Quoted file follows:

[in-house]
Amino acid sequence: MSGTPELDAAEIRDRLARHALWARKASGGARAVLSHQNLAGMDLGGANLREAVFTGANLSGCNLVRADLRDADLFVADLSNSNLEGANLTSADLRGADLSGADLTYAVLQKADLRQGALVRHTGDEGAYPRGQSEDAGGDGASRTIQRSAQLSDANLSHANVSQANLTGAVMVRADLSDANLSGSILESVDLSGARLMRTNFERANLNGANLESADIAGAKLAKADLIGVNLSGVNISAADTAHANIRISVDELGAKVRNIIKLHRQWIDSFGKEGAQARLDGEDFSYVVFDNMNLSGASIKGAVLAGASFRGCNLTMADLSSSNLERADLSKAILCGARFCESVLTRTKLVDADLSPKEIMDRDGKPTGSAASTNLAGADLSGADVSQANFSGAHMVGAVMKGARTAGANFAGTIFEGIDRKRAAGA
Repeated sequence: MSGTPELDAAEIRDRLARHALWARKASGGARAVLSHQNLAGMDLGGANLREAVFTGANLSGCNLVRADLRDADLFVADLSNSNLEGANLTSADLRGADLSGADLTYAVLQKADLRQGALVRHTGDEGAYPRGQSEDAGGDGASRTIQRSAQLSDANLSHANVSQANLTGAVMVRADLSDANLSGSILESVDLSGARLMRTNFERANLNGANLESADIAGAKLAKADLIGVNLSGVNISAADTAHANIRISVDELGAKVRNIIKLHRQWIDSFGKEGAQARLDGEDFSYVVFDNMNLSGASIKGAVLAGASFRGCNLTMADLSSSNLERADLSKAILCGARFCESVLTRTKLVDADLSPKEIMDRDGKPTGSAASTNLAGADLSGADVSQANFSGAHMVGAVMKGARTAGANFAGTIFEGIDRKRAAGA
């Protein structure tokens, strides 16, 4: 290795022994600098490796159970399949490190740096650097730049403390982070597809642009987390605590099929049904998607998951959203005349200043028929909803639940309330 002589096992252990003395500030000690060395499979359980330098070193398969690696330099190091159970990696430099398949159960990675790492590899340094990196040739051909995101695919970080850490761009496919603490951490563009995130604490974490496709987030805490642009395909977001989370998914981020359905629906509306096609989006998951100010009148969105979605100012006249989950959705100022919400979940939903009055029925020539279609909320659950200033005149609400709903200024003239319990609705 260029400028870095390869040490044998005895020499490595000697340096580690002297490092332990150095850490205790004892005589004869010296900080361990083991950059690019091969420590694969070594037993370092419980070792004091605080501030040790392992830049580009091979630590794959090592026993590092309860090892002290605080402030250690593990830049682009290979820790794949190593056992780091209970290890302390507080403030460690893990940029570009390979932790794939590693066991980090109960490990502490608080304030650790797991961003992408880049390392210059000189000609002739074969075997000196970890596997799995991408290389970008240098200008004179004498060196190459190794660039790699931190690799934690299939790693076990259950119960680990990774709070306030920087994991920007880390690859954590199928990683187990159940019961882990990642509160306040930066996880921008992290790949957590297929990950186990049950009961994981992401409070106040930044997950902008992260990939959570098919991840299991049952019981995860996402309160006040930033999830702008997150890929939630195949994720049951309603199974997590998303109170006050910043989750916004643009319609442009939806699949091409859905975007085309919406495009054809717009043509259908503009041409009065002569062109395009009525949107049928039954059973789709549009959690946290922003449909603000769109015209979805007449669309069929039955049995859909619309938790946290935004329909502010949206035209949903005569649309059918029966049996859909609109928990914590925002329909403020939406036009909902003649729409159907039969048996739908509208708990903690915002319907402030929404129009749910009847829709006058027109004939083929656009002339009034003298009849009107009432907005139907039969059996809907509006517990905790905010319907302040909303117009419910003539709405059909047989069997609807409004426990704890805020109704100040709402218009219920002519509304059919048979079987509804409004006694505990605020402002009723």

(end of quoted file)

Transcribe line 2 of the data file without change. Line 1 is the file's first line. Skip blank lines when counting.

Amino acid sequence: MSGTPELDAAEIRDRLARHALWARKASGGARAVLSHQNLAGMDLGGANLREAVFTGANLSGCNLVRADLRDADLFVADLSNSNLEGANLTSADLRGADLSGADLTYAVLQKADLRQGALVRHTGDEGAYPRGQSEDAGGDGASRTIQRSAQLSDANLSHANVSQANLTGAVMVRADLSDANLSGSILESVDLSGARLMRTNFERANLNGANLESADIAGAKLAKADLIGVNLSGVNISAADTAHANIRISVDELGAKVRNIIKLHRQWIDSFGKEGAQARLDGEDFSYVVFDNMNLSGASIKGAVLAGASFRGCNLTMADLSSSNLERADLSKAILCGARFCESVLTRTKLVDADLSPKEIMDRDGKPTGSAASTNLAGADLSGADVSQANFSGAHMVGAVMKGARTAGANFAGTIFEGIDRKRAAGA